The TAA in the competition bill would have a 2028 expiration. The program reverted to one with fewer benefits and limited to workers in manufacturing on July 1, 2021, after Democrats and Republicans could not agree on an extension. The program will expire completely if not reauthorized by July of this year.
Trade program renewals
Two trade programs that expired Dec. 31, 2020, would be renewed under the House legislation, but with changes.
The Generalized System of Preferences lowered U.S. tariffs on selected imported goods largely from developing countries that met certain criteria, and the miscellaneous tariff program provided time-limited reductions in duties on imported products that manufacturers say are unavailable from U.S. sources.
But Earl Blumenauer, chairman of the Ways and Means Trade Subcommittee, said countries participating in GSP should meet stronger accountability requirements to continue to receive tariff breaks on selected goods.
Blumenauer, D-Ore., said new criteria for removing countries from GSP were needed and that there should be more frequent reviews by the president and the executive branch to determine if countries are meeting eligibility standards. The draft bill would add environmental protection, human rights, rule of law and anti-corruption standards as eligibility requirements.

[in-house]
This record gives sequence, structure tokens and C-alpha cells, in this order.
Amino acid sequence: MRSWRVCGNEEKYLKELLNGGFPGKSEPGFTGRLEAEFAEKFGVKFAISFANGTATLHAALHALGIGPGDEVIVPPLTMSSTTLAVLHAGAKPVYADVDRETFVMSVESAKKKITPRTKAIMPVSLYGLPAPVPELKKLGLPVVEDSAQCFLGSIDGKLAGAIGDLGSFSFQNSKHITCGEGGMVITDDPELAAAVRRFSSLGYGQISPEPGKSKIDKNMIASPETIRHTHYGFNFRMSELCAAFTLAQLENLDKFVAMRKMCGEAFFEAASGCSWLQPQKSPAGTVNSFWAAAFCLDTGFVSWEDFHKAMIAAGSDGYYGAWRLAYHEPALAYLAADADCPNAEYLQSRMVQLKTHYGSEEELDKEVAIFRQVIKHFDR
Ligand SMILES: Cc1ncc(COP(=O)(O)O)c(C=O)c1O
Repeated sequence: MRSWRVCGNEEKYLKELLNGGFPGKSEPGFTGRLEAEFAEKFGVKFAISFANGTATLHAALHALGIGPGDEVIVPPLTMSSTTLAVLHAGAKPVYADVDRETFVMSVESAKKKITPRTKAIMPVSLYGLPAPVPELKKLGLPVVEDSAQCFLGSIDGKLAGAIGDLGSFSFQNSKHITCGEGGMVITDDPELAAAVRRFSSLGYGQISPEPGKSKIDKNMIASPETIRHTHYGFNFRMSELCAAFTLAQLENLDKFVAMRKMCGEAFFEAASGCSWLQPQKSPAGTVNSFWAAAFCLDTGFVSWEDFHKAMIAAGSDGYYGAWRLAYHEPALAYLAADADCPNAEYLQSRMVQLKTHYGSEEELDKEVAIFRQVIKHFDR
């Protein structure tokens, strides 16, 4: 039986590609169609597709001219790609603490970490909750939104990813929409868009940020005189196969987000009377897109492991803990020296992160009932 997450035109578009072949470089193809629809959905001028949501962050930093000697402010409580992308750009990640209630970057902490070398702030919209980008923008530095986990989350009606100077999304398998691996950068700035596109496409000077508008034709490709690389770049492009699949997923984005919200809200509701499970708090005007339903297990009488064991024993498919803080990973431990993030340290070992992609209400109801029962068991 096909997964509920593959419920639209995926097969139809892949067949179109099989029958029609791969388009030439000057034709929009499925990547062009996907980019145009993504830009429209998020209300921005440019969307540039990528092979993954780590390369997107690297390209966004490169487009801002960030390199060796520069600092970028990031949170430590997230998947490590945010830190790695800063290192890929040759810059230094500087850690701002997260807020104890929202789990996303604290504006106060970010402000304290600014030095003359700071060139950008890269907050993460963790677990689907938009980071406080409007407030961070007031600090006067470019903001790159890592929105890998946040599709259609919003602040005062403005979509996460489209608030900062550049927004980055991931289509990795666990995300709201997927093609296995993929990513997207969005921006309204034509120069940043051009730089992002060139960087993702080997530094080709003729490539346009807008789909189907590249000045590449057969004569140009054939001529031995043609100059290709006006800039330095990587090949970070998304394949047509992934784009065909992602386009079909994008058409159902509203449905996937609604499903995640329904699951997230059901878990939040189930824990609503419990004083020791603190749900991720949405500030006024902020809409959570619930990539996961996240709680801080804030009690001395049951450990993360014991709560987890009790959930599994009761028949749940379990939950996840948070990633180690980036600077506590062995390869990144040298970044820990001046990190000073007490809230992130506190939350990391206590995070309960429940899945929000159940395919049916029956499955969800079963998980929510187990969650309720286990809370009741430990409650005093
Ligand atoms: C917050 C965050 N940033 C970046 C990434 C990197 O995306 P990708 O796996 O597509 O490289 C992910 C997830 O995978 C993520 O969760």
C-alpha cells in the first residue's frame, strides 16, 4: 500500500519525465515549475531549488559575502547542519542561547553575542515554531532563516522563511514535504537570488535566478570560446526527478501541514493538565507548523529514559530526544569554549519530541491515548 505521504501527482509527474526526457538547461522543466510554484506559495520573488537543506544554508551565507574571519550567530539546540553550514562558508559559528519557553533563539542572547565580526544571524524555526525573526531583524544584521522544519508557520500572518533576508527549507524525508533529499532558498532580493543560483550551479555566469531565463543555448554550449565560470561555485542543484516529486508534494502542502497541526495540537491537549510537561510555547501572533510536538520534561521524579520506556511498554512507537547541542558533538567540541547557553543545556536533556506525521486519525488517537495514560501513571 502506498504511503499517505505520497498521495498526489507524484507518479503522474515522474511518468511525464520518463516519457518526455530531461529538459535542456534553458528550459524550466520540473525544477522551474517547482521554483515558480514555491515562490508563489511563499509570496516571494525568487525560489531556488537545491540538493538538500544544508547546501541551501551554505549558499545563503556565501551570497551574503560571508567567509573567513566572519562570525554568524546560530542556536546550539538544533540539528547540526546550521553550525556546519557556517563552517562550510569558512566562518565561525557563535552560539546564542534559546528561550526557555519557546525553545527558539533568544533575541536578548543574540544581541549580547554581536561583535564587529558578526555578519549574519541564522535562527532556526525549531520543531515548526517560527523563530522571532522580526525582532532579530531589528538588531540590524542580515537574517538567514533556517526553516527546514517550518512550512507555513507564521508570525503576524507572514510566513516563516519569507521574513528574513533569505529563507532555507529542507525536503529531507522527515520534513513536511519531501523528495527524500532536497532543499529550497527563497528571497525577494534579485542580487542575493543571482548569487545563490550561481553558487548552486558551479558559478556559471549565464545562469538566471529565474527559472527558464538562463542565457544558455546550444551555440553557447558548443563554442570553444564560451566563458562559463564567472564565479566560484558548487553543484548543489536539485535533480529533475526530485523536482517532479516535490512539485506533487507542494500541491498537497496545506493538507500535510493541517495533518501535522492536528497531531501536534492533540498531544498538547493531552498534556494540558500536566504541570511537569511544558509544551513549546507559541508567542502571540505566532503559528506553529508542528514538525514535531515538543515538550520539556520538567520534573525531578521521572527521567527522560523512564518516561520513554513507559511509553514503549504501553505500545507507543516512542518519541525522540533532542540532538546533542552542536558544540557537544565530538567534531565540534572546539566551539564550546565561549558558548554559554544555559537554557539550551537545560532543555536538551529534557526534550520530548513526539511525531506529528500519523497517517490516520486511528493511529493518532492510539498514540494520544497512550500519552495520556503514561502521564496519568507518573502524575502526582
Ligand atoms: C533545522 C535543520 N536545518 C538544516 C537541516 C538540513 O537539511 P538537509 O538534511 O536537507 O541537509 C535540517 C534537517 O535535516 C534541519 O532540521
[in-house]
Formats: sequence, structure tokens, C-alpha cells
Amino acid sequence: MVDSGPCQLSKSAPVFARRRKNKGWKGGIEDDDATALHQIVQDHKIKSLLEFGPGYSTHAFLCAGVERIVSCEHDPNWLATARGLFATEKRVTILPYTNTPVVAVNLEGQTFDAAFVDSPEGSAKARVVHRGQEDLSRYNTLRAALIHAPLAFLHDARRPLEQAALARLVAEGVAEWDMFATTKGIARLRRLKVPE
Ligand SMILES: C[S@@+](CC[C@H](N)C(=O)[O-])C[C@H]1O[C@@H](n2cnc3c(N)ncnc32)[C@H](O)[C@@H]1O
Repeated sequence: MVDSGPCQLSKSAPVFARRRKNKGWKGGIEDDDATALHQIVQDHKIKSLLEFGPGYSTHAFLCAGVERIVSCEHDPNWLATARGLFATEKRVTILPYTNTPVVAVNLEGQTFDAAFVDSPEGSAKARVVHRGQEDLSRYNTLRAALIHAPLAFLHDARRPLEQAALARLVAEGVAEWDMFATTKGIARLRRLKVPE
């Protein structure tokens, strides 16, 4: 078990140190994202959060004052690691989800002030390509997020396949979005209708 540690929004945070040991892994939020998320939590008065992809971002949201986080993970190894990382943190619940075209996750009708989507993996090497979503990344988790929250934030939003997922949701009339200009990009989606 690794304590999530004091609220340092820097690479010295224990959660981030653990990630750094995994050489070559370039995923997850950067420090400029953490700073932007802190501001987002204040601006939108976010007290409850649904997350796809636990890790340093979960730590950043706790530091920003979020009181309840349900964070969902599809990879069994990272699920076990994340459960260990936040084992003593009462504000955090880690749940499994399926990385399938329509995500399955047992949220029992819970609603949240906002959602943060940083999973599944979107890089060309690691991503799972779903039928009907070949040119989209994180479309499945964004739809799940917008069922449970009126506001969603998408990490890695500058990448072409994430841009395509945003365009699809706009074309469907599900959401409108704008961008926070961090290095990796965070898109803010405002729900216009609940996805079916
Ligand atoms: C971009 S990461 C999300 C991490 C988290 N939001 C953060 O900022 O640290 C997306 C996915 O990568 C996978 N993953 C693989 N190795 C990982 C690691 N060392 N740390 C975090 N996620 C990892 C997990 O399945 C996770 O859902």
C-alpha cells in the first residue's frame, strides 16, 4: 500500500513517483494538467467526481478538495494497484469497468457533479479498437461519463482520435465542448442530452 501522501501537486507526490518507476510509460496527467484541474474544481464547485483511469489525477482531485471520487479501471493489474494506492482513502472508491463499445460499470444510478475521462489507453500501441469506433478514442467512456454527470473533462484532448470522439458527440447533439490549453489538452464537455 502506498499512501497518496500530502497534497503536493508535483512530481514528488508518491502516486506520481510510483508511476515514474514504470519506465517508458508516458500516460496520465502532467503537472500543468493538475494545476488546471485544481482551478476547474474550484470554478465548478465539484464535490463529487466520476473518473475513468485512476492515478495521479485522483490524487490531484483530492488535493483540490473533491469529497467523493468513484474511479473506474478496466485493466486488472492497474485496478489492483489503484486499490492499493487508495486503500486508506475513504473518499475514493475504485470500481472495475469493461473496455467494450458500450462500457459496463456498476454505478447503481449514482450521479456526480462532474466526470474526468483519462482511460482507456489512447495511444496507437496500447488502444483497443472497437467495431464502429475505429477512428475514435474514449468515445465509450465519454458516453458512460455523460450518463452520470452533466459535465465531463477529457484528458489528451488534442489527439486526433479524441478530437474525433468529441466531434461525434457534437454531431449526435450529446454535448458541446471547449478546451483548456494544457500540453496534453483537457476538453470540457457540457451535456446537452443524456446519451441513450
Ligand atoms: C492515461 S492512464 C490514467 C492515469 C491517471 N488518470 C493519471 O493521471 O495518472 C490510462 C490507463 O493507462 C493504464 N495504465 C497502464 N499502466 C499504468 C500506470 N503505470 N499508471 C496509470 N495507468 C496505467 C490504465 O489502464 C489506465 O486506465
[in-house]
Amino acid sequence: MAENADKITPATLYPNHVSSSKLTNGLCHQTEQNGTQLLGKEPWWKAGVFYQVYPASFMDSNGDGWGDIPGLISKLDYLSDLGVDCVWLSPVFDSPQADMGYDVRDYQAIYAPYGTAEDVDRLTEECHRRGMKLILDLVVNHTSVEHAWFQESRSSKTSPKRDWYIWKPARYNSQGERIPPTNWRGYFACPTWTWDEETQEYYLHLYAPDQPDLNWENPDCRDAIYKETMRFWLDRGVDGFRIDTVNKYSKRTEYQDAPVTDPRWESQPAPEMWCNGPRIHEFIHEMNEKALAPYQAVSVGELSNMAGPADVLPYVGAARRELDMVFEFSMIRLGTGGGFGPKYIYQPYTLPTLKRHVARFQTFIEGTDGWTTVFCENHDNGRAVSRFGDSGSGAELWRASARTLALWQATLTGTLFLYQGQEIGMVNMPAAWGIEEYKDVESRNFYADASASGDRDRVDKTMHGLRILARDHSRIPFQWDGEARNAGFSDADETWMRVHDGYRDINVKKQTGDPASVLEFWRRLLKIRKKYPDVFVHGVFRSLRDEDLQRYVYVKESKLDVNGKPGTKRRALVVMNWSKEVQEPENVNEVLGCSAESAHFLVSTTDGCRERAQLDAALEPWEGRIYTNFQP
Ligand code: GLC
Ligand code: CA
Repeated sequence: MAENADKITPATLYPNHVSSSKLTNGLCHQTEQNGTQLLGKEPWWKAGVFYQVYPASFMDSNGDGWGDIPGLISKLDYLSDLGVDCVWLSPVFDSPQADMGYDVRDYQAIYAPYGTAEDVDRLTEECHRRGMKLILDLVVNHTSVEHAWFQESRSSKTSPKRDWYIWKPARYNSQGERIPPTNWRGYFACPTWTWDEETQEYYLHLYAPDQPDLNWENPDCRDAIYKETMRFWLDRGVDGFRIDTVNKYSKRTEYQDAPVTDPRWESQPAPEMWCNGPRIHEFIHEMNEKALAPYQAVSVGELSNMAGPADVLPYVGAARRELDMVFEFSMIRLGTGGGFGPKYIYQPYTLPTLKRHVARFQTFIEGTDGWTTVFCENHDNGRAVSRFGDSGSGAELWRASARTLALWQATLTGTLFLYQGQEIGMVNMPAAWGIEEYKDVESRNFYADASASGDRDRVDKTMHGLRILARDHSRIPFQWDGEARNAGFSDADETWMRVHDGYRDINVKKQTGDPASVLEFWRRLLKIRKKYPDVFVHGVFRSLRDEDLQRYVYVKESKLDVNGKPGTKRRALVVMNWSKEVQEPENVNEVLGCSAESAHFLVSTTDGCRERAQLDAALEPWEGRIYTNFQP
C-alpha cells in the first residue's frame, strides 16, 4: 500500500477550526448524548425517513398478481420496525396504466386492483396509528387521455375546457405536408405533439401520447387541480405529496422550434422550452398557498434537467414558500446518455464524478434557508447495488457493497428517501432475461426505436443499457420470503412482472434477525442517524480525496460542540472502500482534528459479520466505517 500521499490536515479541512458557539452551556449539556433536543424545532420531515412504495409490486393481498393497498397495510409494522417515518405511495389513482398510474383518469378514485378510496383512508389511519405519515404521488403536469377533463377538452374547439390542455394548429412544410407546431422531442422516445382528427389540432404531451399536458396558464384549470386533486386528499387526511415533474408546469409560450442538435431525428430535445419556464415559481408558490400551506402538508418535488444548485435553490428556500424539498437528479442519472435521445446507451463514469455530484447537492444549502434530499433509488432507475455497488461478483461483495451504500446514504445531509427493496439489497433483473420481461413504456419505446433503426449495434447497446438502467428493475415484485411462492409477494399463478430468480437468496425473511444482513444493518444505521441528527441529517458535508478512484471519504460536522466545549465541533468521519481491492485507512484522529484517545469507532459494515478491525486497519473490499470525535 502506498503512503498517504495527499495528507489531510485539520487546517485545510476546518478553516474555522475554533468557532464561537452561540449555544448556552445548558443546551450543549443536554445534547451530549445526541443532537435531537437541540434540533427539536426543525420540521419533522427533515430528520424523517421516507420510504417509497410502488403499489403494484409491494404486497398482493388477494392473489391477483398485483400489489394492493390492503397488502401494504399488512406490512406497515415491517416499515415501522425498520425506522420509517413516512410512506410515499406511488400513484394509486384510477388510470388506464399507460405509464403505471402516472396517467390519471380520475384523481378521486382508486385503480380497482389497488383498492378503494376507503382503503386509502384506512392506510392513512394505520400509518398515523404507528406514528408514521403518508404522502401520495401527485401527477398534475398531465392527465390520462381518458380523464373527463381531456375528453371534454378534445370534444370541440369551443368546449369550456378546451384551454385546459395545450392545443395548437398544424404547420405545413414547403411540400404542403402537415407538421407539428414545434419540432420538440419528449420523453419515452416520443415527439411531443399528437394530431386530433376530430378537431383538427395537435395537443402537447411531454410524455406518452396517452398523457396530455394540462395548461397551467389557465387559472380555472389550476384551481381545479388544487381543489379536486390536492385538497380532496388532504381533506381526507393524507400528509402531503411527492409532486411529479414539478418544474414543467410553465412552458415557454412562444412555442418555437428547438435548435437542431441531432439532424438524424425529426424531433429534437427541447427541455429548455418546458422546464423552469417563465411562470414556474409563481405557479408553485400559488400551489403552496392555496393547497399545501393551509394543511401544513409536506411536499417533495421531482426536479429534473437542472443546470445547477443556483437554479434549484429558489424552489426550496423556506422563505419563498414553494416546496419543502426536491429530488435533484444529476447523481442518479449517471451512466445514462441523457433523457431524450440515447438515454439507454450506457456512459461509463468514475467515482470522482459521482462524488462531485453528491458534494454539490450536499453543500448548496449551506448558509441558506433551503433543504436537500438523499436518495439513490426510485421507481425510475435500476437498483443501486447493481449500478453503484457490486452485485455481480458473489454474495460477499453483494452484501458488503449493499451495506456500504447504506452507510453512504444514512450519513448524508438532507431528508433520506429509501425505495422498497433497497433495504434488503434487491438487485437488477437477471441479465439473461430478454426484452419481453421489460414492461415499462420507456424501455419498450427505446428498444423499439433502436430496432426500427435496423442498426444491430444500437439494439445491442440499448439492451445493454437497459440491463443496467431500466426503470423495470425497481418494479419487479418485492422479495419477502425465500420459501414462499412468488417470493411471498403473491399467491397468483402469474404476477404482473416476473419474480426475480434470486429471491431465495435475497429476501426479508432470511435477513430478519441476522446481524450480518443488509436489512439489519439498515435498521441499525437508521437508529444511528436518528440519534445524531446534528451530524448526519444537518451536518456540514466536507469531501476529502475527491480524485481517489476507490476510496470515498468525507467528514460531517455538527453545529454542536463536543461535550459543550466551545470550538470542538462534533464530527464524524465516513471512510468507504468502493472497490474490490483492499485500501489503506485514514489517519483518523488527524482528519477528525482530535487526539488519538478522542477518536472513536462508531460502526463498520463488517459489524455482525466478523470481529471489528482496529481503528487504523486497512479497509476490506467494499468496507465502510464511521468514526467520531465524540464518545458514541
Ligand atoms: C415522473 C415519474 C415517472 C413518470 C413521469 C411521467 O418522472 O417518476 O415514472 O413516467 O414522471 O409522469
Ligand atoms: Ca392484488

Last week, Blumenauer introduced legislation that would prevent companies in countries with nonmarket economies such as China and that are on a watch list of trade violators maintained by the U.S. Office of the Trade Representative from mailing goods to customers that are valued at $800 or less. The limit, known as the de minimis, is the maximum value a country sets for duty-free entry of foreign goods.
Blumenauer said the exclusions was necessary because companies in nonmarket economies evaded duties by breaking orders into multiple shipments of products that could be the work of forced labor and involve intellectual property theft that put U.S. companies at a disadvantage.
The draft bill released Tuesday includes Blumenauer’s legislation.
Under the draft competition bill, participating countries would have to meet standards for recognizing and protecting workers’ rights and also would be reviewed for economic empowerment of women. The Office of the U.S. Trade Representative and the deputy undersecretary of labor for international affairs would be directed to review the laws and legal rights protected in GSP countries annually in such areas as employment conditions and protections against violence and harassment, including actions based on gender.
The GSP would be reauthorized through Dec. 31, 2024.
The bill would also reauthorize legislation for the miscellaneous tariff program to allow for new tariff breaks beginning Oct. 15, 2022, and Oct. 15, 2025. Under the process, the U.S. International Trade Commissions vets requests from manufacturers for lower tariffs and sends recommendations to lawmakers for action.
Congress last approved a miscellaneous tariff bill in 2018 that eased duties on 1,662 products that weren't produced domestically.
The trade provisions in the competition bill would require certification that a product is not a finished good or product. Critics say finished good compete with domestic producers and could affect domestic supply chain.